A Visit with Mike Officer of Carlisle Winery

Recently, K&L domestic wine buyer Ryan Woodhouse took some of the K&L NorCal team up to Sonoma. We wanted to speak to some of the amazing wine producers located right in K&L’s backyard, so to speak. It’s always a good thing to get out of the shop to see where and how the wines we love are made. You can talk endlessly about terroir staring at shelves of bottles, but it doesn’t take on substance until you walk the vineyard grounds, touch the soil, smell the plants, and see everything that goes into producing those bottles you enjoy so much. Everyone in the wine industry knows this, of course, but there are times that understanding fades and it’s time to get back to Wine Country and refresh your mind as well as your palate.

One of many treats we had on our Sonoma day trip was a visit to Carlisle Winery to speak with Mike Officer. Aside from having a reputation as a premier wine producer and all-around nice guy, Mike has an encyclopedic knowledge of grape varietals and is one of the stewards of the Historic Vineyard Society. The HVS is a non profit group dedicated to locating and preserving some of California’s oldest and most important vineyard sites. They carefully research and catalog beautiful vineyards around California, ensuring that the history of each of these treasures is preserved and passed on. Significantly, they also make sure that each of the vineyards continues to grow grapes and keeps producing wine. Currently, over 120 vineyards are registered with HVS - several of which date back to the 1880s—with several more under review for consideration. If you’re a fan of old vine domestic wines, you owe a debt of gratitude to Mike and his colleagues at HVS.

At the winery, Mike led us through a tasting of some of what Carlisle has to offer. Certainly, Carlisle has a reputation for producing outstanding Zinfandel, and in this regard Mike and his team did not disappoint. The 2017 Carlisle Sonoma County Zin is bright, spicy, and elegant. The fruit and spice notes are robust, but there’s an unmistakably refined nature to this wine, possibly due to the fact that some of the fruit is being harvested from vines over 100 years old. Next, I was blown away by the diverse fruit characteristics in the 2016 Piner-Olivet Russian River Valley Zin that Carlisle makes. It ran the flavor gamut from blueberry, raspberry, and cassis all the way to cherry cola and even mandarin oranges.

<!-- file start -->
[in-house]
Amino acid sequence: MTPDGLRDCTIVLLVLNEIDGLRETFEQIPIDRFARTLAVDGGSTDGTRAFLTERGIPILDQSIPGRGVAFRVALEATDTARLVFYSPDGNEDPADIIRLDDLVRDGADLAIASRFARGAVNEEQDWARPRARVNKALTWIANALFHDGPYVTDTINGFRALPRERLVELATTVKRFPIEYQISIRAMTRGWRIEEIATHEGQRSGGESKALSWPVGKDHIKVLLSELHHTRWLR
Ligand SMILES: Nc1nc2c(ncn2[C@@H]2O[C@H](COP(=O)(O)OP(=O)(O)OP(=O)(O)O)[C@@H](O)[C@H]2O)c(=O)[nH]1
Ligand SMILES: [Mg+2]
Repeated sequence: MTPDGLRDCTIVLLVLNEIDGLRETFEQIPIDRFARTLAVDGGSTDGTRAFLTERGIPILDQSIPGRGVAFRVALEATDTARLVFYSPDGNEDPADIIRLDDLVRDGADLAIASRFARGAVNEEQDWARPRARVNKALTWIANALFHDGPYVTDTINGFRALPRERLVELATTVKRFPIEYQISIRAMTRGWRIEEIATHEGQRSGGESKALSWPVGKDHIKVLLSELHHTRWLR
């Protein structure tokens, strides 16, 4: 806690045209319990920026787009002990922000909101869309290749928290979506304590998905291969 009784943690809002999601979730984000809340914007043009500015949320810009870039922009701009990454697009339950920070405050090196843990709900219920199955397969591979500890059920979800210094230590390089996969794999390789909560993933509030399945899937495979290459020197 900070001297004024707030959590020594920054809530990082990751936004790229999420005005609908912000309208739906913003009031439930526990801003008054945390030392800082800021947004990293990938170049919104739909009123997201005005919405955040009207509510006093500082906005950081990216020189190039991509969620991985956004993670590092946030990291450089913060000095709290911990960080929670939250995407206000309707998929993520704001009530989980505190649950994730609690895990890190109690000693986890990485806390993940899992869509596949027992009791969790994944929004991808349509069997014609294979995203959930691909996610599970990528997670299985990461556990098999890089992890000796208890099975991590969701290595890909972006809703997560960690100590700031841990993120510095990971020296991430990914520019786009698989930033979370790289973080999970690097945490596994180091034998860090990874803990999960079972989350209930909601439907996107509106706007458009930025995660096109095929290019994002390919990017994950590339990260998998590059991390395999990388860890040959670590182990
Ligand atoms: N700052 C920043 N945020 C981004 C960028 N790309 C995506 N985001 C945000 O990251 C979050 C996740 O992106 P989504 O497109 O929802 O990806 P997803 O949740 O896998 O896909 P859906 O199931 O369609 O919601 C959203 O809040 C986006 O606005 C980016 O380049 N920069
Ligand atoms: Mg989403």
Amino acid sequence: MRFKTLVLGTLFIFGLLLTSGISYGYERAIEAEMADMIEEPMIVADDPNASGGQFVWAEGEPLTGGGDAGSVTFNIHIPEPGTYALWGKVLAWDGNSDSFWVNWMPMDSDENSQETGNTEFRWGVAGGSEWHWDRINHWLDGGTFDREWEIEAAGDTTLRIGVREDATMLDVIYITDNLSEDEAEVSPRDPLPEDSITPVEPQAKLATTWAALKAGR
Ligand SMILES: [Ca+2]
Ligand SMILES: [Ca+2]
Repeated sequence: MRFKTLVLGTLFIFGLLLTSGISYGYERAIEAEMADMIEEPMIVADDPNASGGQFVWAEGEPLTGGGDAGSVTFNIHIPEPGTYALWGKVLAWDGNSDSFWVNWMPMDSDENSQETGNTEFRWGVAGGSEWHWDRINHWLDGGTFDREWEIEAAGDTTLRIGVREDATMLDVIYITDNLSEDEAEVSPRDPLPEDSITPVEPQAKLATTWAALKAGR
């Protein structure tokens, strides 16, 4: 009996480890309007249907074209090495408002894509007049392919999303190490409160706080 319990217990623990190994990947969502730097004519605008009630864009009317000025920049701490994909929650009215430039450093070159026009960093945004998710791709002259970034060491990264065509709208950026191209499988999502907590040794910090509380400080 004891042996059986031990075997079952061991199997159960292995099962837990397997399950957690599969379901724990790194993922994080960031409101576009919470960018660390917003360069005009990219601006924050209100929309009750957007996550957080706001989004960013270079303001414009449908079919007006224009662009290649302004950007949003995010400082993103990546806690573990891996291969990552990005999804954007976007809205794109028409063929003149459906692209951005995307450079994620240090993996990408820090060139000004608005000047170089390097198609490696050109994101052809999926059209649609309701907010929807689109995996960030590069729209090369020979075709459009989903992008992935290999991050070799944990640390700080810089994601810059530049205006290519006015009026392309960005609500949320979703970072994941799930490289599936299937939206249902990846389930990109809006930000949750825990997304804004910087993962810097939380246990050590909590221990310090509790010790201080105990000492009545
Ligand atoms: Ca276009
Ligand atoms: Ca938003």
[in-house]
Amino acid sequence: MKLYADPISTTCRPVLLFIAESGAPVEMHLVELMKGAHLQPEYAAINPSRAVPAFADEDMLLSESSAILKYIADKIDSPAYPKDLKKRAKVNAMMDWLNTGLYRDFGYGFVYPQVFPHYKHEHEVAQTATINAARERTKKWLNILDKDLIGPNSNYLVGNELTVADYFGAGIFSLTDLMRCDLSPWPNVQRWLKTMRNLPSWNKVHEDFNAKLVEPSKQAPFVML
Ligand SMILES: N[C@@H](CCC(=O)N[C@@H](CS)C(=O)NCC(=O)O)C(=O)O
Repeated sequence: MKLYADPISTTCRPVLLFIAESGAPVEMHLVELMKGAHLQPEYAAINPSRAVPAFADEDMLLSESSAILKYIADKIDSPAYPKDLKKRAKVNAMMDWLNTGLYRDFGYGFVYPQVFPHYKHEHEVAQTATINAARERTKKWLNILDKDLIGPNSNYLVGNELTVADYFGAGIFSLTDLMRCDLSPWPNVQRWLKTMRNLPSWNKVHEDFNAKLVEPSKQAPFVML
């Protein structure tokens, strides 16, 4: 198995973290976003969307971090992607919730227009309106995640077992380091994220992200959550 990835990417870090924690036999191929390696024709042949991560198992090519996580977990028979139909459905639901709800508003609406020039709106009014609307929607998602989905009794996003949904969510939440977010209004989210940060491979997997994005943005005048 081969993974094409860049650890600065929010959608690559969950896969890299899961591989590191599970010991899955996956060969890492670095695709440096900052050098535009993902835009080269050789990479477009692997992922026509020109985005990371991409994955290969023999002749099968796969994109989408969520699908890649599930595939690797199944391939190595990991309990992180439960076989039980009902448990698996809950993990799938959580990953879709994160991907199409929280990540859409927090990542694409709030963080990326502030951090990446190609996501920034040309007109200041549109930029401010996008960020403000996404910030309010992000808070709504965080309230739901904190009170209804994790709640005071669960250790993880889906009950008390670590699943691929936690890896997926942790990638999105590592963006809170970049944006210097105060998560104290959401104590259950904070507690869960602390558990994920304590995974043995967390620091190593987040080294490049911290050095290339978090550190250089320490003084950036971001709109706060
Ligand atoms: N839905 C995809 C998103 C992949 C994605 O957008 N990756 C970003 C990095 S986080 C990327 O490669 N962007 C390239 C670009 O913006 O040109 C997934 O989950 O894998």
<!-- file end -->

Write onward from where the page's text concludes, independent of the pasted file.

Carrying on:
While everyone knows Carlisle for their Zinfandels, they’re also producing excellent Rhône varietal wines and a couple of whites as well. We got to taste their 2017 Sonoma Valley "Compagni Portis" White Wine, a true field blend of Gewürztraminer, Trousseau Gris, and Riesling along with a few other varietals. We completed our tasting at Carlisle with the show-stopping 2017 Papa’s Block Syrah. This wine is deep, dark, and dense! It’s 100% Syrah and not for the faint of heart. I got aromas and tastes of nearly every berry I know—some berry flavors ripe, some jammed, some baked into pies. It was a great way to end the lineup we had that day, and I noted to myself that this wine would be an excellent end to a dinner as well.

After seeing the winery, Mike offered to take us out to a special site: the eponymous Carlisle Vineyard itself. The sun was shining and what we saw before us was a phenomenally beautiful plot of grapes. Row after row of old gnarly vines stretched out as Mike explained the history of the vineyard. The area had been settled by Italian immigrants with a rich heritage of winemaking. This particular vineyard was planted in 1927 by the Pelletti family and passed through a few hands before Mike acquired it for Carlisle. The earthiness of the soil smelled fecund and intoxicating, and as we walked through the vineyard we pulled up rocks that looked like dinosaur eggs. We learned, among other things, that this single vineyard has 40 different wine varietals planted here, some of which required genetic testing to determine what they were. Roughly 2/3rds of that is Zinfandel, but there was truly an impressive array of varietals from Spain, Italy, and even a Fire Tokaji standing bold and massive in the middle of one of the fields. It was most excellent to stand and talk among some of the plants that produced the wines we had just tasted.

—Neal Fischer

On the Trail